or Login to see your representatives.

Access Candidates' and Representatives' Biographies, Voting Records, Interest Group Ratings, Issue Positions, Public Statements, and Campaign Finances

Simply enter your zip code above to get to all of your candidates and representatives, or enter a name. Then, just click on the person you are interested in, and you can navigate to the categories of information we track for them.

Public Statements

Goodlatte Praises Virginia Legislator's Effort to Advance a Federal Balanced Budget Amendment

Press Release

By:
Date:
Location: Washington, DC

Congressman Bob Goodlatte released the following statement regarding the introduction of H.J. 565 in the Virginia House of Delegates by Delegate Jim LeMunyon (R-67 Fairfax/Loudoun). This resolution calls for a balanced budget amendment to the United States Constitution via a convention of the states, which is provided for in Article V of the Constitution.

"A bloated federal budget and unrestrained federal spending have sent the national debt soaring past $16 trillion. I have long been an advocate for a balanced budget amendment to the Constitution. It is a simple concept -- you can't spend more than you take in. Families in Virginia and across the nation understand this and live by it -- however, the federal government continues to rack up trillion dollar budget deficits and place a heavier burden of debt on the next generation of Americans.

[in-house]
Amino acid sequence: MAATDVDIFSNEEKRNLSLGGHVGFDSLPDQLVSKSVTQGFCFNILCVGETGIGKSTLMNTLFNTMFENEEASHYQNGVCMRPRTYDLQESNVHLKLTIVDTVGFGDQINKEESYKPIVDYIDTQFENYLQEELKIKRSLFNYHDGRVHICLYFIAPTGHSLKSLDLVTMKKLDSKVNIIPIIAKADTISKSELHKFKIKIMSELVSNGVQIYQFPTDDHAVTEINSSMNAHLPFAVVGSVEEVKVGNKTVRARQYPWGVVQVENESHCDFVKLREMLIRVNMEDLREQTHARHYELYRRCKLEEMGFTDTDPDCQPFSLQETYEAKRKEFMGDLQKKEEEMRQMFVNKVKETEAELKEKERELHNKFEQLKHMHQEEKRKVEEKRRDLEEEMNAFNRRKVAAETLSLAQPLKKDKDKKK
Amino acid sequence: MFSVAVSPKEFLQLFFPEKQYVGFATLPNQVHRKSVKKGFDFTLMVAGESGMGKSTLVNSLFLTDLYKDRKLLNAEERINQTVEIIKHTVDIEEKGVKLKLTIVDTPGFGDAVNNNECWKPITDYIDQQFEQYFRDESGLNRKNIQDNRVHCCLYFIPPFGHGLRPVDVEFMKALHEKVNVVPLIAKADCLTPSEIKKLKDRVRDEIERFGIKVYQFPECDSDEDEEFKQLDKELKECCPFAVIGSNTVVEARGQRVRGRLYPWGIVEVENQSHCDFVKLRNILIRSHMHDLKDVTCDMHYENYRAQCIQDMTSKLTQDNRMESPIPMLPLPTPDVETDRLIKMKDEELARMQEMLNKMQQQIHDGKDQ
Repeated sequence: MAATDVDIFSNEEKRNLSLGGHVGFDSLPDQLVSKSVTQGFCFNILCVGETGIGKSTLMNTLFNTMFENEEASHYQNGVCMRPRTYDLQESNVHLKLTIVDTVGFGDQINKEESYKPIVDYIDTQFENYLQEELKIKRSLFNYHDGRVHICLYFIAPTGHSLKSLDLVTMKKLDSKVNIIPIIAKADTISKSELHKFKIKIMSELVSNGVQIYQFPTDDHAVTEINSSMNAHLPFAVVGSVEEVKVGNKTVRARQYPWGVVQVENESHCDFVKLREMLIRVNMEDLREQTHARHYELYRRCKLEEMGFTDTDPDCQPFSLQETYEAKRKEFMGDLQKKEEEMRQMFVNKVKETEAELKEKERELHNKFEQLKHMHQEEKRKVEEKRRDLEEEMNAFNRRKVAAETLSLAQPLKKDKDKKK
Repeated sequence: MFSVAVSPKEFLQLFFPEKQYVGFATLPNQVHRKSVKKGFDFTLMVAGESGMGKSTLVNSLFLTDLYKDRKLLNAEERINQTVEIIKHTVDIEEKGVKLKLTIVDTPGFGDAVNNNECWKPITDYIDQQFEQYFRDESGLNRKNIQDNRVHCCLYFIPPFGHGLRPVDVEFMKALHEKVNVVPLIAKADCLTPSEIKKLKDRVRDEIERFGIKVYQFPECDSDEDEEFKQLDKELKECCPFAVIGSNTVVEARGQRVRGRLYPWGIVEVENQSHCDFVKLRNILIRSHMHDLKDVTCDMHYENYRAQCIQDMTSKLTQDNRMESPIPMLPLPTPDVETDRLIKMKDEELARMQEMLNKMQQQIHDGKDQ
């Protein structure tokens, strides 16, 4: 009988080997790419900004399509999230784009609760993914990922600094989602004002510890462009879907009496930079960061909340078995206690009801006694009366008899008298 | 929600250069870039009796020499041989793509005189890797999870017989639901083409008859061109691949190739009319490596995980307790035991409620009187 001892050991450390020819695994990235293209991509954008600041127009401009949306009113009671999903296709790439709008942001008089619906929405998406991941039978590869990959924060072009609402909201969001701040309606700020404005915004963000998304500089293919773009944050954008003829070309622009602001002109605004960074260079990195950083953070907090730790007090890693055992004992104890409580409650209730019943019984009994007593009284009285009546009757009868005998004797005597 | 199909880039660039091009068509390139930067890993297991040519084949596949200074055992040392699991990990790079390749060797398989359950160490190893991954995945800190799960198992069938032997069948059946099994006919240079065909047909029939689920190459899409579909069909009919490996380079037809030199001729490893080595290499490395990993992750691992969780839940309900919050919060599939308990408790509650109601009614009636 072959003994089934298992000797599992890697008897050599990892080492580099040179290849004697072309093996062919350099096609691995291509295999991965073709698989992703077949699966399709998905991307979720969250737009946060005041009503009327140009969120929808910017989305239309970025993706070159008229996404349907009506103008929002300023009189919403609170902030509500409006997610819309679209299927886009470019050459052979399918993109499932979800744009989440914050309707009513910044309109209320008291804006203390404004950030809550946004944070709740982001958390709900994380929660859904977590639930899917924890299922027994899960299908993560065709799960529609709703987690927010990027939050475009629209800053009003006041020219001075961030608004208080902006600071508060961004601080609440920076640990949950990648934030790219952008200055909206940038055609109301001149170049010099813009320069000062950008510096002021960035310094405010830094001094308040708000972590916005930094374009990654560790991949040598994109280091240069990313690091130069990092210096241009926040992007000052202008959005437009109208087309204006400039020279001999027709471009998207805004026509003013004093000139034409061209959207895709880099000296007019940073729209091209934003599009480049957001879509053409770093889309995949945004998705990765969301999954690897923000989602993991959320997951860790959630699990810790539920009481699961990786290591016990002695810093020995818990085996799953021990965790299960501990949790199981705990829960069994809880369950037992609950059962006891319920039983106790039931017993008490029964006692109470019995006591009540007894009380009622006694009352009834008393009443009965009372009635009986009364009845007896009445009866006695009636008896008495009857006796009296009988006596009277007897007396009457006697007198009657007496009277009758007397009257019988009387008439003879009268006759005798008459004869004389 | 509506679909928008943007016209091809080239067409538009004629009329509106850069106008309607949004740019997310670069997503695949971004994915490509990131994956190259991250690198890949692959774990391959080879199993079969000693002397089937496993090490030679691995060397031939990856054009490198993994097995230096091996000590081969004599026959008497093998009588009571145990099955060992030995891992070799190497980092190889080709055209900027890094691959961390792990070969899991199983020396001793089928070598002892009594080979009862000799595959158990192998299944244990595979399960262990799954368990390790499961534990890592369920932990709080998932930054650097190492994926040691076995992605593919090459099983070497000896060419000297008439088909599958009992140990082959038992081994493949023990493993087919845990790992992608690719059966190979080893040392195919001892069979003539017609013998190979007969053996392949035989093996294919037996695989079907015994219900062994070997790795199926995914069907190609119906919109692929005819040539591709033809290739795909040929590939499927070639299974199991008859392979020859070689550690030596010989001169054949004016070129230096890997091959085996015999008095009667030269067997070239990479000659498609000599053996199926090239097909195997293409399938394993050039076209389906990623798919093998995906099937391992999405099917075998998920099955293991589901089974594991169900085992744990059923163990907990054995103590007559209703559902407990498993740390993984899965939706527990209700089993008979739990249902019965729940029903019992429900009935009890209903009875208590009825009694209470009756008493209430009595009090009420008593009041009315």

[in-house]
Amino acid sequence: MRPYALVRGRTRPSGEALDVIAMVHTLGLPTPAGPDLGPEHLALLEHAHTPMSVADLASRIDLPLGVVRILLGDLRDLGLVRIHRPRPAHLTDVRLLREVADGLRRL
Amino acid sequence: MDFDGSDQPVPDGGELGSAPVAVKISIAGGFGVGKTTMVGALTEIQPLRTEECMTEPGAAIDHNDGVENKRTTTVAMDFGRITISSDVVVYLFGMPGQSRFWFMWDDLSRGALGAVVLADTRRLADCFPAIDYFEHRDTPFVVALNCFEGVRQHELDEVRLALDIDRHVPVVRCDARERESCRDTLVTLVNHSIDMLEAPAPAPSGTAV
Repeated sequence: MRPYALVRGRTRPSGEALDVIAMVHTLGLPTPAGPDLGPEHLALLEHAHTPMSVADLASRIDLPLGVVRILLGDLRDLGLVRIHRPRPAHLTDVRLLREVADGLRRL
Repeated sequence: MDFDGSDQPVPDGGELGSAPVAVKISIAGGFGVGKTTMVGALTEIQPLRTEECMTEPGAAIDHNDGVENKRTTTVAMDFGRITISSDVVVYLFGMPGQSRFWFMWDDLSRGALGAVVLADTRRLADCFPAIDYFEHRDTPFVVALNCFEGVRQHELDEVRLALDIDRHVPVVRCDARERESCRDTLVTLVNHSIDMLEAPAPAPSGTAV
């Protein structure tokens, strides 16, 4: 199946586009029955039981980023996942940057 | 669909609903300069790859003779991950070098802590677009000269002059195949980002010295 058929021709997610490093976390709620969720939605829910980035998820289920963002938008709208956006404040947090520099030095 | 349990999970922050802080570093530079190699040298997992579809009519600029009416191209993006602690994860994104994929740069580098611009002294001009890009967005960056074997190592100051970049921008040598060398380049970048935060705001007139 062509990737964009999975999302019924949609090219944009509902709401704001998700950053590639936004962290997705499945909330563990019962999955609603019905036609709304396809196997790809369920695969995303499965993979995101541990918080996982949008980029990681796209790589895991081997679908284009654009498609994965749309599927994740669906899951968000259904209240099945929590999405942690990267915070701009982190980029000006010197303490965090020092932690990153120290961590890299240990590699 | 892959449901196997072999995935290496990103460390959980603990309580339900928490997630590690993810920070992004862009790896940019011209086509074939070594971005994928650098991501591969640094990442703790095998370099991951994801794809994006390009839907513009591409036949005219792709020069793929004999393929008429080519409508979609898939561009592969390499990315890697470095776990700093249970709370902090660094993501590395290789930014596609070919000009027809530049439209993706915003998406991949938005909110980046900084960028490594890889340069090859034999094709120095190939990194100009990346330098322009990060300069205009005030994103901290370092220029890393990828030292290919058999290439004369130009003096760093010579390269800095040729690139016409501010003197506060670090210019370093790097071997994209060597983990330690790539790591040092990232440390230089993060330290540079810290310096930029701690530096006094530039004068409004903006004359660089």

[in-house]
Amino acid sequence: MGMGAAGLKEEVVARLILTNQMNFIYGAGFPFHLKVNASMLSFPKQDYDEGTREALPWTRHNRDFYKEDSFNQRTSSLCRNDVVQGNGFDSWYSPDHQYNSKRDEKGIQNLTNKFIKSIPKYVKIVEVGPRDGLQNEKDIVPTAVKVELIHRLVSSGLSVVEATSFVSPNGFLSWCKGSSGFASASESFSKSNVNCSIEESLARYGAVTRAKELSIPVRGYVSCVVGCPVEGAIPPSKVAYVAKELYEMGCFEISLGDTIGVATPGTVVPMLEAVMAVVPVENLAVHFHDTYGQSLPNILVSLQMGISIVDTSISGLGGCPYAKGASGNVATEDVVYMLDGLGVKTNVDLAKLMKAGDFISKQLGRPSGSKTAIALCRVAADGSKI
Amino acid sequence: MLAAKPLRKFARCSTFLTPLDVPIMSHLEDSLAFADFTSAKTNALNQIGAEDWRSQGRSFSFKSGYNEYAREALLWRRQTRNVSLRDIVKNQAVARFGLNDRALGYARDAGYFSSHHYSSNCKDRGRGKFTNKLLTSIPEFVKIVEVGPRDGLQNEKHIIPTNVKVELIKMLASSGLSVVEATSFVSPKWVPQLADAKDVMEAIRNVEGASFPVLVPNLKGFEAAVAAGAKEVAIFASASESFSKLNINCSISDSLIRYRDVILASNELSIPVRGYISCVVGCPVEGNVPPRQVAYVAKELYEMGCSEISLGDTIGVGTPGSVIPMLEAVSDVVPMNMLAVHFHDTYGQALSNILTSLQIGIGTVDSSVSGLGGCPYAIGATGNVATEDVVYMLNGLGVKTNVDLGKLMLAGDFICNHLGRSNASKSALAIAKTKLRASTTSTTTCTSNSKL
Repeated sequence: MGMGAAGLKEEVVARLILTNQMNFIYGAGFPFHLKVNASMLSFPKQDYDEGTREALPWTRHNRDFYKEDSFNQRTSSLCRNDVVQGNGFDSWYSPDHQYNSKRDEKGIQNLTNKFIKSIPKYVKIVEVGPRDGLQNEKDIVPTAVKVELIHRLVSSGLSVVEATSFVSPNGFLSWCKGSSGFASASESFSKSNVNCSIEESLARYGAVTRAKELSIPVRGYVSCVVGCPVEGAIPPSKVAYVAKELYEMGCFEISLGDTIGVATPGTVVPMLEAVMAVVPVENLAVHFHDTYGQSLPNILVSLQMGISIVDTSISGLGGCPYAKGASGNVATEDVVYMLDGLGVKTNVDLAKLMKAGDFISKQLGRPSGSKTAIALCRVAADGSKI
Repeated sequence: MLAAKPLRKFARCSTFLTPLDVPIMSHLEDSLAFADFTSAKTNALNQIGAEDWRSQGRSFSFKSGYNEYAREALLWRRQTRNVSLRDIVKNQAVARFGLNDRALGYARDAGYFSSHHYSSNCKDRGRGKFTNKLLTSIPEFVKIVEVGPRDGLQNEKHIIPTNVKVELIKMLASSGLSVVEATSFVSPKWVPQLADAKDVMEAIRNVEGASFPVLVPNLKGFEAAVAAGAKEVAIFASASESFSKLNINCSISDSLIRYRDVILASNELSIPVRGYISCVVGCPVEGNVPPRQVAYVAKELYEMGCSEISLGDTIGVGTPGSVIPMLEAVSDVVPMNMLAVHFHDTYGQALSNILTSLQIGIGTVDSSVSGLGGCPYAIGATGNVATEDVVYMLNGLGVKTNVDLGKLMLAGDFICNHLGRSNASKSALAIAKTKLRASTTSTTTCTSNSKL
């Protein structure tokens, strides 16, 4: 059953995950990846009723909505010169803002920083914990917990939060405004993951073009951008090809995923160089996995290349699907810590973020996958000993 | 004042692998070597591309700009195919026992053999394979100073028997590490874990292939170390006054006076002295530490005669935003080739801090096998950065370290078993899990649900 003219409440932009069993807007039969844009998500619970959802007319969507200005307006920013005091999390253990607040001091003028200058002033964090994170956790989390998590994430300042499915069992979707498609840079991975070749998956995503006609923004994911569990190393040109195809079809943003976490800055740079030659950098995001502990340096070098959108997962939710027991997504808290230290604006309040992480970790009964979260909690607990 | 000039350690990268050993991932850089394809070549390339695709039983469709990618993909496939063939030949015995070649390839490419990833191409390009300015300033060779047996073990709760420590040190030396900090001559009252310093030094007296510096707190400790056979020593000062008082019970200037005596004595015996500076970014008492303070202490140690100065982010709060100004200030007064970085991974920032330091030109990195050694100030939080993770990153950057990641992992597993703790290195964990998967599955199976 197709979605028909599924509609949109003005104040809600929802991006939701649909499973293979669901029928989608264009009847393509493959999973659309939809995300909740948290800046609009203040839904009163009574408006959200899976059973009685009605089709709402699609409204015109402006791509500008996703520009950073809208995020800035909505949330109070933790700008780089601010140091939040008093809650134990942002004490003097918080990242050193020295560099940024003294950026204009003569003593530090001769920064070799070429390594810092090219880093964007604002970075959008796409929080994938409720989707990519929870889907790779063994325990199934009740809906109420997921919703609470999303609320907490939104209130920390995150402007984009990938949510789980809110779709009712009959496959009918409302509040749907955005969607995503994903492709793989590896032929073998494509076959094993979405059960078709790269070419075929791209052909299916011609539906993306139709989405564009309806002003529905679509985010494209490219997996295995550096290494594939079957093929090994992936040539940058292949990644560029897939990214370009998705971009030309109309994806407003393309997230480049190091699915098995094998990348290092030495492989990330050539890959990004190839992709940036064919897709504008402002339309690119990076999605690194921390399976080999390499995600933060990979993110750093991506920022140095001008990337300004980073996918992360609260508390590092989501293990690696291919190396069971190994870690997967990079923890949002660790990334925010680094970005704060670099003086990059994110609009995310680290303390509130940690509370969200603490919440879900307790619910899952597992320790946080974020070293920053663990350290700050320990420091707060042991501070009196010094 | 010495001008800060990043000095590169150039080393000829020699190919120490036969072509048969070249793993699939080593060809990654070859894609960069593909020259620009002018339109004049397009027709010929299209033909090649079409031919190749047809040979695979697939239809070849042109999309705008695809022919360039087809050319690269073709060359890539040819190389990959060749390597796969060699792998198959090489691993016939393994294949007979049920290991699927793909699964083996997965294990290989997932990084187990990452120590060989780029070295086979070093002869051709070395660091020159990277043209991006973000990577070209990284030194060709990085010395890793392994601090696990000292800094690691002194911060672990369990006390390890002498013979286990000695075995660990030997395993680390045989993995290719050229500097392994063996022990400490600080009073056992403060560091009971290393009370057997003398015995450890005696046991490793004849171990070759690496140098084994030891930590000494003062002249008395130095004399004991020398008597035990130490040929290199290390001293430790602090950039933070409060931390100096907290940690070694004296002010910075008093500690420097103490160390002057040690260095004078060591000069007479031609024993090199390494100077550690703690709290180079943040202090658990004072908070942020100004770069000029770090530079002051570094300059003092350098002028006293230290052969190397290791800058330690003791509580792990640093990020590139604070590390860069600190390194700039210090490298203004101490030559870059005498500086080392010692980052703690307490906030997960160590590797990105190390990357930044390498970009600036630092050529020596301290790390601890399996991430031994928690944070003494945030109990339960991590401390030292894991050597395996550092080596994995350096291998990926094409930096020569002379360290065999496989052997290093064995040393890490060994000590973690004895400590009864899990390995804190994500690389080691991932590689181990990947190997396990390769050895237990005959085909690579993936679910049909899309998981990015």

"Pressure continues to grow for a federal balanced budget amendment. I applaud Delegate LeMunyon and the cosponsors of H.J. 565 for taking action to stop the out of control spending. This is another example of state legislatures expressing the importance of a balanced budget to our national economy. I look forward to working with this group of state legislators to enact a balanced budget amendment and much-needed fiscal discipline in Washington."

On the first day of the 112th Congress, Congressman Goodlatte introduced two constitutional amendments requiring a balanced federal budget (H.J. Res 1 and H.J. Res 2). H.J. Res 2 simply requires that total spending for any fiscal year not exceed total receipts and is the same legislation that passed the House of Representatives in 1995 and fell one vote short in the Senate. Last fall, despite having the support of a majority of the Members of Congress (242 cosponsors), H.J. Res 2 fell short of the necessary two-thirds of the House of Representatives with a final vote of 261-165.


Source:
Back to top